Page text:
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Pulmonary Ventilation – Breathing and Lung Mechanics

by Thad Wilson, PhD
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    00:01 Okay, now, let’s go to talk through the different amounts of ventilation that a person has.

    00:07 So the classic formula for ventilation, this is minute inhalation or total ventilation is simply taking the breathing frequency times the tidal volume.

    00:20 If we want to account for alveolar ventilation, now we need to account for dead space.

    00:28 So here, we have the volume of air that reaches out of the mouth.

    00:34 It’s the breathing frequency times the tidal volume minus the dead space.

    00:39 So alveolar ventilation accounts for dead space while minute ventilation does not.

    00:45 Alveolar ventilation is more important in pulmonary medicine than minute ventilation.

    00:52 But minute ventilation is easier for us to measure because dead space is a little bit hard to measure.

    01:00 So let’s take this example here of a 14-year-old girl with a history of asthma.

    01:06 She does a number of pulmonary functions tests after taking a short-acting beta-adrenergic agonist.

    01:13 A great example of this is albuterol.

    01:16 Her tidal volume is 400 milliliters.

    01:19 Her breathing frequency is 10 breaths per minute.

    01:23 So if you were calculating per minute ventilation, you simply take 10 times 400 and that would yield 4000 milliliters per minute.

    01:35 If you wanted to calculate her alveolar ventilation, we’re going to have to account for dead space.

    01:41 So in this case, you’ll take her tidal volume, 400, minus the dead space volume, which is 200, which would yield 200 multiply that by 10, which is her breathing frequency, and you’d get 2000 milliliters per minute.

    01:57 So alveolar ventilations will always be less than minute ventilations, but alveolar ventilation tells you the amount of gas that actually gets to the point where gas exchange can occur.

    02:11 So there are ways to calculate this in a more complex manner and this is shown with this particular formula.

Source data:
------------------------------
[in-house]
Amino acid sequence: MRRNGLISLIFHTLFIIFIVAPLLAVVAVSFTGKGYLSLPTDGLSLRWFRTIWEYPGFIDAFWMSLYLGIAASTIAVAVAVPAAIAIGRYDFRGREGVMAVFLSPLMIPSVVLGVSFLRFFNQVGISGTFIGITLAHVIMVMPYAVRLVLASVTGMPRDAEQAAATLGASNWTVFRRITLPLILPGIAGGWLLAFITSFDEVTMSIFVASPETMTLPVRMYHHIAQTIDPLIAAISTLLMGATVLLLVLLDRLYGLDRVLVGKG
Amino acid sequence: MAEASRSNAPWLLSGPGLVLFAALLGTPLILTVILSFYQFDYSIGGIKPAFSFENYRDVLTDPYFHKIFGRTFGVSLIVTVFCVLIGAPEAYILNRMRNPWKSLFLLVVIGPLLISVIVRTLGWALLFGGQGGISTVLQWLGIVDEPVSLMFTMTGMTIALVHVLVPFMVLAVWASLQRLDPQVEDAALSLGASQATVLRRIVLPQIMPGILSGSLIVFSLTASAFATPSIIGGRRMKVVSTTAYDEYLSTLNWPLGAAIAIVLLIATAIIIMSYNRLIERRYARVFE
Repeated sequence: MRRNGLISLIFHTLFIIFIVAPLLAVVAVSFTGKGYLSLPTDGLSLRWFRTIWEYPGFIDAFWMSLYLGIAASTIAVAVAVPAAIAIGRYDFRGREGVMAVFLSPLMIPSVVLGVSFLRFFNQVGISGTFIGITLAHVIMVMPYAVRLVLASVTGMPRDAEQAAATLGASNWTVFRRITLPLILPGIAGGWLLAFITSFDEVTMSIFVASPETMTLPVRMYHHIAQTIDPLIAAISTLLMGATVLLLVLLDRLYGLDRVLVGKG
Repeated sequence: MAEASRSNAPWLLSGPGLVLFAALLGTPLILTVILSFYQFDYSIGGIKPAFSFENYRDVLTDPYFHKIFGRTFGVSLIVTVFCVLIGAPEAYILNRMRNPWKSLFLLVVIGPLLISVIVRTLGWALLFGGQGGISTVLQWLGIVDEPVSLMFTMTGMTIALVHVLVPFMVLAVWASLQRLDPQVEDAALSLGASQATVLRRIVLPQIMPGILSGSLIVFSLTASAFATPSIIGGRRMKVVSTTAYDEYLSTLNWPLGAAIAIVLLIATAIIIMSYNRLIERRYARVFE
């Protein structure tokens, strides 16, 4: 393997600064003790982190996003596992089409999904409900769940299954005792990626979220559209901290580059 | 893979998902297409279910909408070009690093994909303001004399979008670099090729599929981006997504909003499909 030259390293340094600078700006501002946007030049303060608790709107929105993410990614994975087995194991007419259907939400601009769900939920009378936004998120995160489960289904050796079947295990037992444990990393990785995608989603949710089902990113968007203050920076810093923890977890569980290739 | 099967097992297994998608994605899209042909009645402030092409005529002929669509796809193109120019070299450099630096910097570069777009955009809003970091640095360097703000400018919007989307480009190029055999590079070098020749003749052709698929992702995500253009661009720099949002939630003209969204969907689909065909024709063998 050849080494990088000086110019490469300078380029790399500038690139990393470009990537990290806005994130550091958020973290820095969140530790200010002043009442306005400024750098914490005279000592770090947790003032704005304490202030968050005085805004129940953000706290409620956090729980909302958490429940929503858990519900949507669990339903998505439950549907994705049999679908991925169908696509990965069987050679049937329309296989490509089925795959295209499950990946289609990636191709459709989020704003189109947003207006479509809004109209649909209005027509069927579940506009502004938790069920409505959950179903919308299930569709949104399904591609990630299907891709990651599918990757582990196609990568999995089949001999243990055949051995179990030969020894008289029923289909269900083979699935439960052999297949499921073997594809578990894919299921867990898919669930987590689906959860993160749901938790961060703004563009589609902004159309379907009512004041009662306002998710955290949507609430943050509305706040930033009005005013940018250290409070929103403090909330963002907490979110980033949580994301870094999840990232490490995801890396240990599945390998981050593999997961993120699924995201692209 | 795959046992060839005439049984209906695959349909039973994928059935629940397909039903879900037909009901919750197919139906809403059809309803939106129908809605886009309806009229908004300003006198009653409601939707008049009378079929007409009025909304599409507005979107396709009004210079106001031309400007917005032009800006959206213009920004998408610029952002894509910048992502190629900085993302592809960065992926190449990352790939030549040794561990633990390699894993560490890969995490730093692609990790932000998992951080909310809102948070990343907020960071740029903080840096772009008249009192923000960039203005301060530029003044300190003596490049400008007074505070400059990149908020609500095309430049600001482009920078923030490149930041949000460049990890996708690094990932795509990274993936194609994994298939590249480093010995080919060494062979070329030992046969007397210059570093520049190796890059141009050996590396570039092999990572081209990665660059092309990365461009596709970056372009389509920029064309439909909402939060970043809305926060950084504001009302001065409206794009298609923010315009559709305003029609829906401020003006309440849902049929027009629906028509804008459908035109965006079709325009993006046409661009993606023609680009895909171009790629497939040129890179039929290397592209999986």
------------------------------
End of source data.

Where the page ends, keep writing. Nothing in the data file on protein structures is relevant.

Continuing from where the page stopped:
02:20 But we don’t have to worry about this formula to the same extent because we just want to make sure that the relationship between alveolar ventilation and CO2 is inverse of each other.

    02:32 And I’ll show you this from some teeter-totter examples.

    02:36 If alveolar ventilation goes up, CO2 has to go down.

    02:40 The alternate also occurs as the CO2 goes up, alveolar ventilation rate goes down.

    02:48 And where you can use this clinically is all you have to do is either measure the CO2 or measure alveolar ventilation and you’ll be able to predict the other.

    02:59 So someone has a high CO2 in their blood, you automatically know that their alveolar ventilation rate is low.

    03:07 And the inverse of that is also true.

    03:09 If you see that CO2 is low, you automatically know that alveolar ventilation rate is high.

    03:18 Ventilation also relies on lung compliance.

    03:22 So compliance is the inverse of stiffness or how stiff the lungs are.

    03:29 Normally, you have a nice compliant lung.

    03:34 However, it can change in certain disease states such as interstitial pulmonary fibrosis.

    03:40 In this case, there is scar tissue that forms in the lungs, increasing the amount of collagen fibers and making the tissue less pliable or less stretchable.

    03:52 And therefore its compliance has decreased.

    03:54 There are other clinical conditions such as emphysema .

    03:57 And in emphysema, there’s an increase in compliance.

    04:02 And this done because the emphysema process of pathophysiology breaks down elastin fibers.

    04:08 And therefore, it’s increased its compliance and it’s less stiff.

    04:15 You can think of it as more floppy.

    04:19 So if you want to think of these three examples, probably the best way to do that is to think it’s overall compliance.

    04:27 Now, with compliance, there are changes that occur even in the lung itself depending upon how much stretch is produced by particular forces.

    04:39 So in this case, gravity can cause a decrease in lung compliance in the top portions of the lung.

    04:46 There is an increase in compliance at the base of the lung.

    04:50 So if you’re a visual person, I think the easiest way to think about compliance is think about two rubber bands.

    04:57 If a rubber band is not stretched, it has a higher compliance.

    05:04 If you’ve already fully stretched a rubber band, it is hard to stretch it to a greater degree.

    05:10 In this case, its compliance has decreased when it is already pretty stretched.

    05:16 Now, why is this important for overall ventilation? Because ventilation has a greater propensity to go to areas that have high compliance.

    05:27 So an area that is highly compliant, such as the base of the lung, will get more ventilation than areas that are lower compliant such as the apex of the lung.

    05:39 If we want to look at this in terms of pathophysiology, if you have fibrotic areas of the lung with low compliance, ventilation or airflow will not want to go to those areas, but will in fact go to others.


    About the Lecture

    The lecture Pulmonary Ventilation – Breathing and Lung Mechanics by Thad Wilson, PhD is from the course Respiratory Physiology.


    Included Quiz Questions

    1. 3000 ml
    2. 7500 ml
    3. 4500 ml
    4. 7200 ml
    1. Emphysema
    2. Fibrosis
    3. Atelectasis
    1. Alveolar ventilation.
    2. Tidal volume.
    3. Forced expiratory rate.
    4. Minute ventilation.
    5. Vital capacity.

    Author of lecture Pulmonary Ventilation – Breathing and Lung Mechanics

     Thad Wilson, PhD

    Thad Wilson, PhD


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